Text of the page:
how it's made: Coconut Sugar
If you’re anything like us when we first started making chocolate, you’ve heard about coconut sugar, but aren’t sure what the big deal is or where exactly it comes from. Because we live in Bali and work directly with a coconut sugar farmer (Wayan), we’ve learned all about what it is, where it comes from, and how it’s made.
Let’s start with a few basics.
What Is Coconut Sugar?
Coconut sugar is made from the nectar inside a coconut blossom. In Bali, these blossoms are found on the same trees we get our coconut-water coconuts from. Coconut sugar is distinctly different from palm sugar which comes from the sap of a different type of palm tree and is not as sustainable. In Bali, most of the coconut sugar (including Wayan’s) comes from Klungkung, East Bali.
How Is Coconut Sugar Made?
Harvesting and making coconut sugar is pretty straightforward, but it’s not easy. Wayan and his family farm a plot of land that contains 13 coconut trees. High above the leaves and coconuts lie the coconut blossoms—this is where the sweet stuff is.
Each tree contains several blossoms that will reach maturation every 3 months. When the blossoms are fully grown, but not opened, it is time to harvest the nectar. To harvest the nectar, Wayan climbs the tree and cuts the tip off the unopened blossom—leaving the blossom attached to the tree. The blossom is then tipped into an empty coconut shell and the nectar begins to drain.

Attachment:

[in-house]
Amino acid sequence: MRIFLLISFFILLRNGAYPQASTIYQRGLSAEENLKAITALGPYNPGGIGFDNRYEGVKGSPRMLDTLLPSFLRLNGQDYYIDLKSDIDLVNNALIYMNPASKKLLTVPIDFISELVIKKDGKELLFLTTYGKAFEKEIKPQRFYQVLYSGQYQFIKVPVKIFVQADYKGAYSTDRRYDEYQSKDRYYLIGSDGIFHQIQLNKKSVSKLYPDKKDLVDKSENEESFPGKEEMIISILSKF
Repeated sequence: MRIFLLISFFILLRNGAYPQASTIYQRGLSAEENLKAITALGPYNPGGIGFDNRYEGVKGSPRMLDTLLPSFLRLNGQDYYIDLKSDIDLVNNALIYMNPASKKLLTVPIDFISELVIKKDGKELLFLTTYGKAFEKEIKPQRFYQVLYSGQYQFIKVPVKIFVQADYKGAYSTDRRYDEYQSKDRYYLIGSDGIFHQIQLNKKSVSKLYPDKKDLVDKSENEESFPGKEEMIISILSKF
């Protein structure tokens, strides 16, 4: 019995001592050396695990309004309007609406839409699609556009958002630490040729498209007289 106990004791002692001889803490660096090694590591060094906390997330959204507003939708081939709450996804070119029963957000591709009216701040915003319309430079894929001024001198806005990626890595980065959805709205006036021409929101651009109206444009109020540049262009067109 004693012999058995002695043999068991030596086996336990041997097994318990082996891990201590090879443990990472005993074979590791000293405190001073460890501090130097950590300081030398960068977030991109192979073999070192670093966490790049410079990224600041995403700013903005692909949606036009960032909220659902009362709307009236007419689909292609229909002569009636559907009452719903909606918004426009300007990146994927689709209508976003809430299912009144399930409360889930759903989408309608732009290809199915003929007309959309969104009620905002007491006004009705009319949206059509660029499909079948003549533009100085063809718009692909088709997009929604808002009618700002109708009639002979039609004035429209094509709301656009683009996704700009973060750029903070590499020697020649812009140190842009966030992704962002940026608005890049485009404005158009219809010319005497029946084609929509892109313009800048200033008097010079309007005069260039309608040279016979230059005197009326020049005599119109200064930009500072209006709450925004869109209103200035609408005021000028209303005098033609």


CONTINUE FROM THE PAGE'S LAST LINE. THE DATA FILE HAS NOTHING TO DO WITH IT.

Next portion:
Each day, the blossoms are cut back twice a day to allow the maximum amount of nectar to drain.
Once all the nectar is collected, it is boiled over an open fire for 24 hours to thicken and develop the flavors. Before boiling, the nectar is a clear sweet liquid; after boiling, the nectar becomes a dark brown color and acquires its distinct maple/caramel flavor.
After boiling, it is poured into dried coconut shells and left to set. That’s when we collect it!
Even though the sugar has been boiled and dried, it still has a fairly high water content. The cakes arrive quite moist—and since water is the enemy of chocolate—must be dried a bit longer. We chop the sugar cakes into bite size pieces and dehydrate the sugar for 24 hours to yield a dry, crunchy sugar. The sugar is then sealed and stored until use.
Just before we add the sugar to the chocolate, we grind it into a very fine powder. This keeps moisture from getting into the chocolate and makes things a little easier on our stonegrinder.
And that's the sweet spot!